“It undermines a woman’s authority and is almost always directed to women, not men, so it’s sexist,” says Dr Shira Tarrant, professor of women’s gender, and sexuality studies at California State University/Long Beach, and author of Gender, Sex, and Politics: In the Streets and Between the Sheets in the 21st Century.
Or, as Heather, a 23-year-old college student in Chicago puts it: “If I was a male I’d be ‘tough,’ but because I’m a girl I’m ‘bossy’? Hate that sh**.”
Try this instead: The Boss
For Leah, a 24 year old who works in publishing, the word “moist” sends shivers down her spine - and not in a good way. “For a term that’s meant to describe cake or baked goods, it’s so oddly sexual!”
There’s just no good time to use it, because it’s too sexual to use in non-sexual contexts - but too gross to be used in reference to actual sex. I mean, it calls to mind something greyish and fuzzy growing in a petri dish. Not a visual you want in bed.
Try this instead: If you’re saying this in regards to her vaginal lubrication, then “wet” is preferred over moist.
CRAZY & HYSTERICAL
You want to see true crazy? Call a woman crazy! And hysterical is just as bad. In the early 1900s, women who displayed emotional behavior, nervousness, or a high sexual desire were considered “hysterical” and doctors would often remove their uterus (a.k.a., perform a hysterectomy) to “cure” them, says Tarrant.
While things have improved since the Victorian era, these words still come with baggage. And they can make a woman feel as though you’re characterizing her perspective, opinions, and emotions as illegitimate, Tarrant says.
Annissa, a fortysomething marketing professional and mom in Pasadena, California, finds it especially offensive because, “it likens a woman’s emotions to a tornado of sorts, completely out of control and possibly in need of medical attention.”
Try this instead: Feisty, fiery, passionate
If you’re from the South, you get a pass. Sure, it’s technically well manned to call a woman ma’am, but for any women not from or in the South, you might as well just call them “grandma!”
Try this instead: When it doubt, always say “Miss” ... or nothing at all.
CALM DOWN & OVERREACTING
When you tell her to “calm down,” you might as well just say, “shut up.” Yes, it’s that offensive, as is saying she is overreacting when she is upset about something. Basically, you’ll get the opposite effect of what you’re looking for.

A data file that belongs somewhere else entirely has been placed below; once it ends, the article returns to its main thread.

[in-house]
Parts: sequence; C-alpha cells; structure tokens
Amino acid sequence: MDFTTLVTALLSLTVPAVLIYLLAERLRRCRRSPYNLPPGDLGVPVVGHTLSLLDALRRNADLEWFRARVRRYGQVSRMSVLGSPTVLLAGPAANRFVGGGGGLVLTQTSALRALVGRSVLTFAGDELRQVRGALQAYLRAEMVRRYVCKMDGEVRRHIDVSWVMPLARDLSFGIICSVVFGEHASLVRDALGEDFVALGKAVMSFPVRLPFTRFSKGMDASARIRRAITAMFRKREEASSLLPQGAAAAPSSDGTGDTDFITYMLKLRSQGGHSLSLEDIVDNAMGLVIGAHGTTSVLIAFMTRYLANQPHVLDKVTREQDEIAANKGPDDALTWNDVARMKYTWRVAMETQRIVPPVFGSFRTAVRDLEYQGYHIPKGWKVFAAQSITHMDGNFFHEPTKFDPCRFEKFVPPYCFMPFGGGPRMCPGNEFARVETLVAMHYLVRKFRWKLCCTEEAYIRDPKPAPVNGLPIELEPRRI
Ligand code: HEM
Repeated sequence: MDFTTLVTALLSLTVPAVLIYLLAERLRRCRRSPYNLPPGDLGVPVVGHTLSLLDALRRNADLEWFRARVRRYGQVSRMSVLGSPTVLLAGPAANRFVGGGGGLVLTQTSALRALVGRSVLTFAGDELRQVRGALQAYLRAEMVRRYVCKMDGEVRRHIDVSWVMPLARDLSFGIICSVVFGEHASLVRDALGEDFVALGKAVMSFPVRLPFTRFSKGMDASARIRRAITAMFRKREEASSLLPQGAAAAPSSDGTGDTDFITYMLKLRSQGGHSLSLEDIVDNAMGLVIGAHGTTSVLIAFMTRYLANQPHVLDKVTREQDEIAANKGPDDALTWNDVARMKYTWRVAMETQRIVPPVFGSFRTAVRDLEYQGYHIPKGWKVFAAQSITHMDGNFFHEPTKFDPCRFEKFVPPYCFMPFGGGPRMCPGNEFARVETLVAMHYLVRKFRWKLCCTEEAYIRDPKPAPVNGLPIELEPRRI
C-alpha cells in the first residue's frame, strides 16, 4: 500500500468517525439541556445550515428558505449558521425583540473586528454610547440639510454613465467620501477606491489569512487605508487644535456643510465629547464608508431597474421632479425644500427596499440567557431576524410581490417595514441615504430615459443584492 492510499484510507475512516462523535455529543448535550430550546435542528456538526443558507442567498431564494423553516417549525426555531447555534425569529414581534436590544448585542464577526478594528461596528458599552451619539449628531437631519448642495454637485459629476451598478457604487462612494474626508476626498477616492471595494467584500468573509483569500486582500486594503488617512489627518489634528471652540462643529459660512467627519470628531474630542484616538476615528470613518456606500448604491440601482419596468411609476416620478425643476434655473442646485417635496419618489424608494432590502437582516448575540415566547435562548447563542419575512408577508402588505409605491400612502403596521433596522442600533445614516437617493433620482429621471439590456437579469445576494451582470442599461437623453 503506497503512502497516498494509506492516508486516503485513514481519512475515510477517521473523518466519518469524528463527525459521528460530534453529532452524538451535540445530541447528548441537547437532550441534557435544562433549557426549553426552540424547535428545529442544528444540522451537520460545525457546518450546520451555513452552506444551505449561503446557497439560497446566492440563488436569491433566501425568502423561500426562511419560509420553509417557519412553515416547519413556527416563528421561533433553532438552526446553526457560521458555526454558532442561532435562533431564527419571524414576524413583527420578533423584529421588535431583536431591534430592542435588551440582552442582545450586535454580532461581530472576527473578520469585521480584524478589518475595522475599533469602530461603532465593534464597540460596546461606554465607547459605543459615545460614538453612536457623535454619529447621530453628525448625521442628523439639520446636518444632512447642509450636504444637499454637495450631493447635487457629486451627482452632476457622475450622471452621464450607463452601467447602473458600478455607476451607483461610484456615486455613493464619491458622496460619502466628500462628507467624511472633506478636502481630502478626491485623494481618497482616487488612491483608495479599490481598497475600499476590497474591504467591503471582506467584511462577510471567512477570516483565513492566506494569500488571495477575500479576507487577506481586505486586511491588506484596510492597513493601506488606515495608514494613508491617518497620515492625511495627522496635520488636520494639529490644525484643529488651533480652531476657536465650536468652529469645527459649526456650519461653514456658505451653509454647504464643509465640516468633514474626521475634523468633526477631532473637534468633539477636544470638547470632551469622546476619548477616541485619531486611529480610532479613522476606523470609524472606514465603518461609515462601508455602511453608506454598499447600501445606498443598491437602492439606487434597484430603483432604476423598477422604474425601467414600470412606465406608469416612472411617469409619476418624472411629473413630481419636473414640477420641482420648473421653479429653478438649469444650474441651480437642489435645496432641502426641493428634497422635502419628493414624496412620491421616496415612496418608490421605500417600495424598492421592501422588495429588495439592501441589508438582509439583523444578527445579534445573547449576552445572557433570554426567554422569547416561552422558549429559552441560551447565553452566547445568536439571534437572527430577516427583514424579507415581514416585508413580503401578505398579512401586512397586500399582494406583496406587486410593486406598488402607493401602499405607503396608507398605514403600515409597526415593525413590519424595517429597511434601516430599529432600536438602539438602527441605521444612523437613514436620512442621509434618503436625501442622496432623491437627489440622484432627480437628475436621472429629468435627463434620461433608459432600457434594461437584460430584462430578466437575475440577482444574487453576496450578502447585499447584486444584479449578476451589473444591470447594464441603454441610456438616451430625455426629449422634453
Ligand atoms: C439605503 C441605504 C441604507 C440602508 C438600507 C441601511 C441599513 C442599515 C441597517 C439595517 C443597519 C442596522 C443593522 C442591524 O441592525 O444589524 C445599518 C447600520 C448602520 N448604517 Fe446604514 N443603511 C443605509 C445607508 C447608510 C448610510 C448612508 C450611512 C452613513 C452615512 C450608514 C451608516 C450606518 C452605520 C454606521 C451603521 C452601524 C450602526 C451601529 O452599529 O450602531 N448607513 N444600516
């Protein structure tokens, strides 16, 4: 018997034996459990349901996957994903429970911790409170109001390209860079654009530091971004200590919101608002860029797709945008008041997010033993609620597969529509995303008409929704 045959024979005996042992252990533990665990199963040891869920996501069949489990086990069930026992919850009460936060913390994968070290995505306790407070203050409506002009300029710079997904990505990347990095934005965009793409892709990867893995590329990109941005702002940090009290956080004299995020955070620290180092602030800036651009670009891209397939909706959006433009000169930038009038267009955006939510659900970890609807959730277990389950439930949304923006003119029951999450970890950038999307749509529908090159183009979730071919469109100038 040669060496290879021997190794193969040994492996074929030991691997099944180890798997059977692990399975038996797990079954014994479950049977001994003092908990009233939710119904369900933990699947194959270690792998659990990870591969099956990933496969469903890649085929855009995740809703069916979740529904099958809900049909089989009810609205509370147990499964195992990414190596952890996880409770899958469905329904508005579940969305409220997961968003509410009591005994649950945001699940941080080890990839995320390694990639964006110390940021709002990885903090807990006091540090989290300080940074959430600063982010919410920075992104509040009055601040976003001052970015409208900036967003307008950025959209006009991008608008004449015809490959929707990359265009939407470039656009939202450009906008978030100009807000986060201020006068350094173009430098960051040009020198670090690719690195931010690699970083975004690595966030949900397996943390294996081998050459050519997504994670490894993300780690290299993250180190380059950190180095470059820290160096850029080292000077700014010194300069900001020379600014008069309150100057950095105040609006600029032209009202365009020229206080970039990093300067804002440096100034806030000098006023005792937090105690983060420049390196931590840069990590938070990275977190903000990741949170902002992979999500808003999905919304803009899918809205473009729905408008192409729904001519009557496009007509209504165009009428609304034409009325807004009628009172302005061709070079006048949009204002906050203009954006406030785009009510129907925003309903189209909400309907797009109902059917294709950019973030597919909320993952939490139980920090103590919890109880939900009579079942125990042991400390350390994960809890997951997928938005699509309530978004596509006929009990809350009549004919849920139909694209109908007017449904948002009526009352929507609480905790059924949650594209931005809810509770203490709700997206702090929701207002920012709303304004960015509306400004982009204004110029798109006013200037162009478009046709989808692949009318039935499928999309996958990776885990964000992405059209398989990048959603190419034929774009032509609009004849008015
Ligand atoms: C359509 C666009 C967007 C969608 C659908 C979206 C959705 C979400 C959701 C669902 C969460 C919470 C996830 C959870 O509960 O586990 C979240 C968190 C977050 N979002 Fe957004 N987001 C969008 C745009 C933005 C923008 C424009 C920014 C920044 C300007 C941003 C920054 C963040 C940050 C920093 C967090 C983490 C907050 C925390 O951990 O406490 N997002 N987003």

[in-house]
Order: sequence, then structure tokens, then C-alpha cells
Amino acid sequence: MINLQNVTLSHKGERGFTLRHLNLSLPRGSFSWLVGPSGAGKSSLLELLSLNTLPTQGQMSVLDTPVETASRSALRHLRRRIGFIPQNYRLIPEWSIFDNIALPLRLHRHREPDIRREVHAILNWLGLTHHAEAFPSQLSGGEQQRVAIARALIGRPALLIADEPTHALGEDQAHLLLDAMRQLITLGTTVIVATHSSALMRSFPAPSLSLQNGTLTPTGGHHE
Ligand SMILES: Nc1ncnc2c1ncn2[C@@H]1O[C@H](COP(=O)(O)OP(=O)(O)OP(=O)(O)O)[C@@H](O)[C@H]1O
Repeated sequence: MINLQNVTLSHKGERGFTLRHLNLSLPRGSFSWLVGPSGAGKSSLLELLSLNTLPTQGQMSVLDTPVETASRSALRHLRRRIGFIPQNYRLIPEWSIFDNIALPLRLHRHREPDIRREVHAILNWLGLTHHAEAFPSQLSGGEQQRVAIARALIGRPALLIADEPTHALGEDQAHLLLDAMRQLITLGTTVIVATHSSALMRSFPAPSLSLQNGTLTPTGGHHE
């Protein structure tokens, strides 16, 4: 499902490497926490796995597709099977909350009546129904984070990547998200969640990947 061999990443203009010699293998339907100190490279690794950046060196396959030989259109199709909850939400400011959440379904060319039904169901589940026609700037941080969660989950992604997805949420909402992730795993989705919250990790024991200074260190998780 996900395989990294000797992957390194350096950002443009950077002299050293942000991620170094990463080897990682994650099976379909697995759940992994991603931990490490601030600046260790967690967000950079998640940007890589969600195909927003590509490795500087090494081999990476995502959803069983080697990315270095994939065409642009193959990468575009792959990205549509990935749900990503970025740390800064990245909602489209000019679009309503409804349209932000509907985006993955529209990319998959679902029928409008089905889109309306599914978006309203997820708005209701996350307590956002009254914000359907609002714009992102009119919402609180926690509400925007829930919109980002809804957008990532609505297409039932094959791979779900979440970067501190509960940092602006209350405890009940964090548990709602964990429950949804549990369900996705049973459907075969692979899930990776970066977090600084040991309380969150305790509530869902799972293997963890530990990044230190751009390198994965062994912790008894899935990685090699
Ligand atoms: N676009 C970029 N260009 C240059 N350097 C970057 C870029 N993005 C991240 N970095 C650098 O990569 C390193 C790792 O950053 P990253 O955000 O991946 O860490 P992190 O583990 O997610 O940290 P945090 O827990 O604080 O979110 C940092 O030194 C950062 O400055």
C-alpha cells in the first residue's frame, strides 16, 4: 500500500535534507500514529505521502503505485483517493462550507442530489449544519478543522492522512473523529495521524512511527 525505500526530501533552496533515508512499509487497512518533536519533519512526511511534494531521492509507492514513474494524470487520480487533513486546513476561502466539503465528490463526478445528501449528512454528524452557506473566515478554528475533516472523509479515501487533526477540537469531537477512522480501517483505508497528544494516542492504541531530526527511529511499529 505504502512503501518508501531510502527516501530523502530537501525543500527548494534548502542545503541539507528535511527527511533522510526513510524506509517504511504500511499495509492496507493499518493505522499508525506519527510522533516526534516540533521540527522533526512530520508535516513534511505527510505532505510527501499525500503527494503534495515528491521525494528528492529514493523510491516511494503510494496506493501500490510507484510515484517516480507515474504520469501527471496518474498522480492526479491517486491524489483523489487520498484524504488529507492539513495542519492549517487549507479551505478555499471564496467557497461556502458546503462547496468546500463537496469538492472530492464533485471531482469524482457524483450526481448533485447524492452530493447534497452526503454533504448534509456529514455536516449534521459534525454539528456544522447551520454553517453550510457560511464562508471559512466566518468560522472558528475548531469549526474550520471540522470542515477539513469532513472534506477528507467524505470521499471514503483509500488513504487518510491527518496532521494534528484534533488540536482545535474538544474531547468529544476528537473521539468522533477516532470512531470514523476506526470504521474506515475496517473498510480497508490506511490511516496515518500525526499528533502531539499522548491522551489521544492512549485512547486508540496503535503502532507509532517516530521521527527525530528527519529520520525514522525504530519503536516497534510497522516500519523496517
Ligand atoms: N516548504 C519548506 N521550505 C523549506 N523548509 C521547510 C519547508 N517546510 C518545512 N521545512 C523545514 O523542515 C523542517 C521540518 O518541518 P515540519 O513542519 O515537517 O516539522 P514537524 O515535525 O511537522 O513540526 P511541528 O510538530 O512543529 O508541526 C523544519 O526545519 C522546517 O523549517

“Even bringing up the word ‘calm’ instantly pisses me off,” says Alisa, a 22-year-old writer in Pennsylvania. “It will actually make me feel the complete opposite and kind of hurts my feelings, because it feels like you’re assuming I’m not in control of my emotions.”
Try this instead: Tarrant suggests telling her, “I see you’re upset, so let’s talk about it when you’re ready.”
HONEY, BABY, & SWEETIE
Many adult women feel that these types of terms are condescending, disrespectful, and oh so infuriating.
“Hun and babe imply ownership of me, and it’s almost always used by men I barely know. If it’s meant as a term of endearment, then it should come from a place of actual endearment, says Lisa, a thirtysomething writer in Toronto. “But, when a stranger calls me that, it sounds condescending and inappropriate.”
Try this instead: In the words of Beyoncé, just “say my name, say my name.” Save the “sweeties” and “honeys” for your true sweetheart - but only if she likes those types of cutesy pet names, advises Tarrant.
Two issues here: One, “p***y” used as an insult for a weak person makes no sense. The female genitals are actually pretty strong if you think about it. They give birth to humans and quite often take a pounding. Why aren’t “balls” used as an insult for the weak? One little tap and they’re toast.
Second, using “p***y” to refer to her actual genitals sounds a little too raunchy for some women’s tastes.
Try this instead: “Ask her what word she likes her vagina called,” says Tarrant.
When you tell us to take our panties off or that you can’t wait to get into our panties, it sounds kind of icky. You see, little girls wear panties. Grown women were underwear. Or thongs. Or even “undies.”
For Joelle, a 20-something who works in social media, it makes her skin crawl whenever she hears it. “It sounds too cutesy and it’s off-putting,” she says.
Try this instead: Undies
This article was originally published on MensHealth.com